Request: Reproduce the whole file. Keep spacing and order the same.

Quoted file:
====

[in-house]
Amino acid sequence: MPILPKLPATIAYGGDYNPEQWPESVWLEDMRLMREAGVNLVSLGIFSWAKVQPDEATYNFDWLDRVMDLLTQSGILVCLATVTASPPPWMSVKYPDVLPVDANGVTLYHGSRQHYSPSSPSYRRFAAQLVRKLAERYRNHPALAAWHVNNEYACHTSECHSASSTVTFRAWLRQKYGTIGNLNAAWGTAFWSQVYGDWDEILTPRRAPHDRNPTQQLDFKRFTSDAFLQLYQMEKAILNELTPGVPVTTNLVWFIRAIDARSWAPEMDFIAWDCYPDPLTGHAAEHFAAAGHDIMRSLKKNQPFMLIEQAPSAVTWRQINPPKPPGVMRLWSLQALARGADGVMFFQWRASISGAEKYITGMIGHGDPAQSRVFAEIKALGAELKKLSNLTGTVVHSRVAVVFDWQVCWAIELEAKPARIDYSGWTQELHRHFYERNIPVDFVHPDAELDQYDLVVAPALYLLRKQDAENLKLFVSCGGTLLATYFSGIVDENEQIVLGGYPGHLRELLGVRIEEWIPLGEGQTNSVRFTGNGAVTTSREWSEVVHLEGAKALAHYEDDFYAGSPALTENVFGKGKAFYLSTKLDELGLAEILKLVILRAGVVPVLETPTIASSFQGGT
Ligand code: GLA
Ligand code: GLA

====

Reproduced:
[in-house]
Amino acid sequence: MPILPKLPATIAYGGDYNPEQWPESVWLEDMRLMREAGVNLVSLGIFSWAKVQPDEATYNFDWLDRVMDLLTQSGILVCLATVTASPPPWMSVKYPDVLPVDANGVTLYHGSRQHYSPSSPSYRRFAAQLVRKLAERYRNHPALAAWHVNNEYACHTSECHSASSTVTFRAWLRQKYGTIGNLNAAWGTAFWSQVYGDWDEILTPRRAPHDRNPTQQLDFKRFTSDAFLQLYQMEKAILNELTPGVPVTTNLVWFIRAIDARSWAPEMDFIAWDCYPDPLTGHAAEHFAAAGHDIMRSLKKNQPFMLIEQAPSAVTWRQINPPKPPGVMRLWSLQALARGADGVMFFQWRASISGAEKYITGMIGHGDPAQSRVFAEIKALGAELKKLSNLTGTVVHSRVAVVFDWQVCWAIELEAKPARIDYSGWTQELHRHFYERNIPVDFVHPDAELDQYDLVVAPALYLLRKQDAENLKLFVSCGGTLLATYFSGIVDENEQIVLGGYPGHLRELLGVRIEEWIPLGEGQTNSVRFTGNGAVTTSREWSEVVHLEGAKALAHYEDDFYAGSPALTENVFGKGKAFYLSTKLDELGLAEILKLVILRAGVVPVLETPTIASSFQGGT
Ligand code: GLA
Ligand code: GLA